• As requested by the MBTA Fiscal and Management Control Board, the budget directs $187 million in additional contract assistance to the MBTA, sustaining the 53 percent ($64 million) increase made in FY2016. This brings total state assistance to the MBTA to nearly $1.2 billion.
  • An extra $500,000 is provided for reforms at the Registry of Motor Vehicles to reduce wait times and make IT enhancements.

Workforce Development and Job Training

  • An additional $3.1 million is provided in funding for career technical education and STEM programs, bringing the total state investment to $17 million.
  • $12 million is allocated for the Department of Transitional Assistance to provide employment services through the Pathways to Self-Sufficiency Program.


  • For his second straight budget proposal, Baker does not propose any new taxes or fees.
  • The budget proposes corporate tax reforms that, according to Baker, will save Massachusetts business more than $67 million in income taxes when implemented in four years.
  • The budget restores a $7 million per project cap on the state's film tax credit that was lifted in 2007. It also makes the credits unrefundable, which the administration projects will generate $43 million in savings beginning in FY20 2018. Baker proposes investing these savings in affordable housing credits and corporate tax relief.


  • Funding for the budget relies on $253 million in one-time budget solutions, down from $1.2 billion in FY2015. This decrease is consistent with Baker's commitment to reducing the state's reliance on one-time revenue sources.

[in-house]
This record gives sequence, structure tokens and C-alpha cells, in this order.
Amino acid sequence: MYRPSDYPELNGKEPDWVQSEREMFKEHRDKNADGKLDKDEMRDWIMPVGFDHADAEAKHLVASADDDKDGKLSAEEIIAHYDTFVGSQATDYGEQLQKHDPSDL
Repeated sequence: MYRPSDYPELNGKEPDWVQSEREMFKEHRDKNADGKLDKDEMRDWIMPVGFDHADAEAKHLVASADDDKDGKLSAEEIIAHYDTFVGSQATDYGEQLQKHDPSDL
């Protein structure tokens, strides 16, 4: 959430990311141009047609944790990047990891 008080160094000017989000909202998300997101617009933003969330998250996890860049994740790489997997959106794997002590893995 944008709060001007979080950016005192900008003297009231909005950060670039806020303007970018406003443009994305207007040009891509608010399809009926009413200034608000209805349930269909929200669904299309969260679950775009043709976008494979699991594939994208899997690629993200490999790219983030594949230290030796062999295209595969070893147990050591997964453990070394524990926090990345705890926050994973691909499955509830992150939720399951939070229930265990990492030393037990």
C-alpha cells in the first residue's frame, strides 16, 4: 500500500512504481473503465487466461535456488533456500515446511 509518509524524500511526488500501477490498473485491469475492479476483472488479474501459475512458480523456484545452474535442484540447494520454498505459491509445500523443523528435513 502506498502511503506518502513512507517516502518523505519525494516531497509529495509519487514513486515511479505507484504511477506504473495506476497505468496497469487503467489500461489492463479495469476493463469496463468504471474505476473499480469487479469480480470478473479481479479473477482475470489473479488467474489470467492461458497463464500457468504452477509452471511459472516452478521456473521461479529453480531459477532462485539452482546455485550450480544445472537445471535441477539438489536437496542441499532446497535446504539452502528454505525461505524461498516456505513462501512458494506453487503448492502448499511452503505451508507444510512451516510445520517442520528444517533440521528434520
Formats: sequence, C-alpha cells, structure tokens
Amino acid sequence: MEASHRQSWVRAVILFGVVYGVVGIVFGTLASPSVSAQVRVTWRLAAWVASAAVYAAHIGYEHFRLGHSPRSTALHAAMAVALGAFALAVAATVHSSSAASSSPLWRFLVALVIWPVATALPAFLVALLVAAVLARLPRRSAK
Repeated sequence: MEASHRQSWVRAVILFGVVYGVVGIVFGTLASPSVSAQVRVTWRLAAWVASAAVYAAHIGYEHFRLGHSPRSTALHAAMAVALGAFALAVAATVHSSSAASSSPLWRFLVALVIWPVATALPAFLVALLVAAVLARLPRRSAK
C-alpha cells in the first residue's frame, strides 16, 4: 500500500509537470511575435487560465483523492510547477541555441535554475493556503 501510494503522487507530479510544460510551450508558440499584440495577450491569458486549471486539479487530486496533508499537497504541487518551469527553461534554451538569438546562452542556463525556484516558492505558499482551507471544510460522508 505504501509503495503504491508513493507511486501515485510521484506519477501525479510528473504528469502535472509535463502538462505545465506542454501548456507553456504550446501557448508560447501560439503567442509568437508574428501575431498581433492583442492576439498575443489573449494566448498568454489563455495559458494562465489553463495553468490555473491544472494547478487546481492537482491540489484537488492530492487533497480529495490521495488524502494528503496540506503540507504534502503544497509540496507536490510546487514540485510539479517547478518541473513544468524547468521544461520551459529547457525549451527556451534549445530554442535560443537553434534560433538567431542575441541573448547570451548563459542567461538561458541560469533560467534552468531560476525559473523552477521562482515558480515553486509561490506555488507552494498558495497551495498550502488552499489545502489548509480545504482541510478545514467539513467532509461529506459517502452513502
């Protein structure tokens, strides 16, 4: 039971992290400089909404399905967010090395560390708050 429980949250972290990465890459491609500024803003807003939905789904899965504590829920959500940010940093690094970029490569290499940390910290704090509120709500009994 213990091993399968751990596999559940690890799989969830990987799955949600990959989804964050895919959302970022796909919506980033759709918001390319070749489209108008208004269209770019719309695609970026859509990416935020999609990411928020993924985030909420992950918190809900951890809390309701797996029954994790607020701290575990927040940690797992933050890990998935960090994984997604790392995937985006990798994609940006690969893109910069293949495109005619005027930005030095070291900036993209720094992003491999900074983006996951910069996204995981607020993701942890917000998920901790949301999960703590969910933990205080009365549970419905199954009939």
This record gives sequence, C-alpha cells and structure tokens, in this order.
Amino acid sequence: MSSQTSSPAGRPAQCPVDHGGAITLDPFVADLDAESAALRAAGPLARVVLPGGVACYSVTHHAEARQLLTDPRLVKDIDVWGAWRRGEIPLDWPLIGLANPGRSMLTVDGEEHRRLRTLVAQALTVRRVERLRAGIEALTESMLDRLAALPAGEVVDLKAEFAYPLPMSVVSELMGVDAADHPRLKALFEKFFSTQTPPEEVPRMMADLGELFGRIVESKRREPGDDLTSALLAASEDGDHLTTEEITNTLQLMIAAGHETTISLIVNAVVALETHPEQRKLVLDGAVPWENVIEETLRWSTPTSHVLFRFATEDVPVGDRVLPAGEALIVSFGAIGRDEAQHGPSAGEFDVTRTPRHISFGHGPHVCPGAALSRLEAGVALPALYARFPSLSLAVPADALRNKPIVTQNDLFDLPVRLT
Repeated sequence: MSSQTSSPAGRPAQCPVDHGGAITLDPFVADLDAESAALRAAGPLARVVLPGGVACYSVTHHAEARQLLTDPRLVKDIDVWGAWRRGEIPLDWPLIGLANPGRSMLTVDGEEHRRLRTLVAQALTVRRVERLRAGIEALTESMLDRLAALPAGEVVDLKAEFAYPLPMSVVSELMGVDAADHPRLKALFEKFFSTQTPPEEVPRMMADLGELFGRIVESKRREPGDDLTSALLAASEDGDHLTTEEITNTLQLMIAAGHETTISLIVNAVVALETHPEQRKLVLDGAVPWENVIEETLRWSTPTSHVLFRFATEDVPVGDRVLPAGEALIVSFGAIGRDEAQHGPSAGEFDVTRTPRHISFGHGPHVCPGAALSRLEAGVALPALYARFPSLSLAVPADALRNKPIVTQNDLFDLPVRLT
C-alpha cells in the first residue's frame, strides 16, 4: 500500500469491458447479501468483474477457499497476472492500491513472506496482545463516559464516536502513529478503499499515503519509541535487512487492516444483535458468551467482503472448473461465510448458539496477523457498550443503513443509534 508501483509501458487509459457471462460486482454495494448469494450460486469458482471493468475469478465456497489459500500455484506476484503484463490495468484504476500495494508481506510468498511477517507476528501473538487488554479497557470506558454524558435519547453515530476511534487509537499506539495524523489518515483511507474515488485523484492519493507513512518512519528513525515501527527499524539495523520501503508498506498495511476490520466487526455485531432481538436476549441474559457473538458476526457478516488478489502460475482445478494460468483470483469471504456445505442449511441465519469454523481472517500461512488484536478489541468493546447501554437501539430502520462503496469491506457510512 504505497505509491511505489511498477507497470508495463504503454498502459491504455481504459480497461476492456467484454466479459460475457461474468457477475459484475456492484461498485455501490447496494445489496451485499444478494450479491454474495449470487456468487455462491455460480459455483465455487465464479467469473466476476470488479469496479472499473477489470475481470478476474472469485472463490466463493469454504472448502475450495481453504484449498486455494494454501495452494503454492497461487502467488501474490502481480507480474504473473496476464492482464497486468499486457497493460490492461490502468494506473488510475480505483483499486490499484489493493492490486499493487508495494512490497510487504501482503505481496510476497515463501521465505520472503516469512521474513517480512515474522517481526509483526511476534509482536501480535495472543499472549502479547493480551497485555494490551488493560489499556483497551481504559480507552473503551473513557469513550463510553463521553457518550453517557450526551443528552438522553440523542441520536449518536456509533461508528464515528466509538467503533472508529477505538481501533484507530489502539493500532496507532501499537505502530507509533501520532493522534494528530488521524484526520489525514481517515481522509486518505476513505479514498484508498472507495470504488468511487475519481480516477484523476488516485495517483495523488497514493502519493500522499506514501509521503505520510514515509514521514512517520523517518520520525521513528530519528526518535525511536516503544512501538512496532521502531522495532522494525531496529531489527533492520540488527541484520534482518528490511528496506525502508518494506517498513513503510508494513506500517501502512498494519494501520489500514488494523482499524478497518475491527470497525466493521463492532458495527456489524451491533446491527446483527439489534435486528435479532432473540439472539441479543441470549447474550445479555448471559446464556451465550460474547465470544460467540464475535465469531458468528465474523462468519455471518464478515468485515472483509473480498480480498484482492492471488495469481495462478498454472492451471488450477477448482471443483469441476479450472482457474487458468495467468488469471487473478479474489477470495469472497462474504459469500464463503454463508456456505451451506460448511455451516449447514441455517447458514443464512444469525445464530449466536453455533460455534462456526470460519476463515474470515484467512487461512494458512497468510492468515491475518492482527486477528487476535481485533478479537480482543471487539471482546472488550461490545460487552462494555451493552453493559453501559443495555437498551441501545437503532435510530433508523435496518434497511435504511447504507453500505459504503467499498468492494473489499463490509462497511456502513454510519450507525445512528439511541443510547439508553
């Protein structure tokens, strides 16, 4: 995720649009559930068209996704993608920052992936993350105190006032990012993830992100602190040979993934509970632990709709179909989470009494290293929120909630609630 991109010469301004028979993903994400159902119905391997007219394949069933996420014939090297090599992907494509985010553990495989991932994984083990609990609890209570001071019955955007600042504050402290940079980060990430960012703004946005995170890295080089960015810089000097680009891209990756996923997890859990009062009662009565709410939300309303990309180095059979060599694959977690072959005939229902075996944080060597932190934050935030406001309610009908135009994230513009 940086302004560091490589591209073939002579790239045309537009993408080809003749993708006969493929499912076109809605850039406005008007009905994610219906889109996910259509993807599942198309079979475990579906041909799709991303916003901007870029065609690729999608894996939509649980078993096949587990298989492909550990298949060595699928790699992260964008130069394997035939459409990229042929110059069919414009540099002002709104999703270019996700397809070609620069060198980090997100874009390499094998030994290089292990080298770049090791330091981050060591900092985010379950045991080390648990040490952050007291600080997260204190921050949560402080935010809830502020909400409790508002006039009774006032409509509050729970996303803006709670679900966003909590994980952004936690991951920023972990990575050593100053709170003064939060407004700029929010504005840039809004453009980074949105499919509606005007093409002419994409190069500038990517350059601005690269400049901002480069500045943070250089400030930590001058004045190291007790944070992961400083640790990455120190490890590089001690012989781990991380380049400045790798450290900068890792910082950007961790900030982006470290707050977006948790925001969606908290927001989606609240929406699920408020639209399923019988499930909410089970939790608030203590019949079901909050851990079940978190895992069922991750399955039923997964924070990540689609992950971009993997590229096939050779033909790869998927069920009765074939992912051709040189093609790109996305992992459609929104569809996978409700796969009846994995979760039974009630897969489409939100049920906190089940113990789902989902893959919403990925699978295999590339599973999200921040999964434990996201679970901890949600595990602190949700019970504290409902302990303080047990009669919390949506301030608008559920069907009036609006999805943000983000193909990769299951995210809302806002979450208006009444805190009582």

• The budget also plans for a $206 deposit into the state's Stabilization Fund. Should the Mass Gaming Commission issue a license to Region C in FY2017, an estimated additional $76.5 million will be deposited into the fund.

Economic Development Legislation

The following day, Baker filed economic development legislation that would allocate $918 million in capital investments to programs across the Commonwealth. Titled "An Act to Provide Opportunities for All," the legislation's provisions range from growing the popular MassWorks infrastructure grants program by $500 million to allowing farmers to sell their beer at farm stands. Announcing the bill at a press conference Thursday morning, Baker called it a key step to implementing his administration's recently released economic development plan, and said it was informed by thousands of conversations held with stakeholders across the state.

Central to the bill is its $500 million in new funding for MassWorks grants, without which Baker said the program would not have money to run next year. The program funds municipal infrastructure improvements, often in connection with a private development opportunity that leads to new jobs. In 2015, the program granted $85.6 million to 46 communities. Secretary of Housing and Economic Development Jay Ash, who spoke alongside Baker, said this new reauthorization would grow the program by 30 percent, following a 40 percent budget increase last year.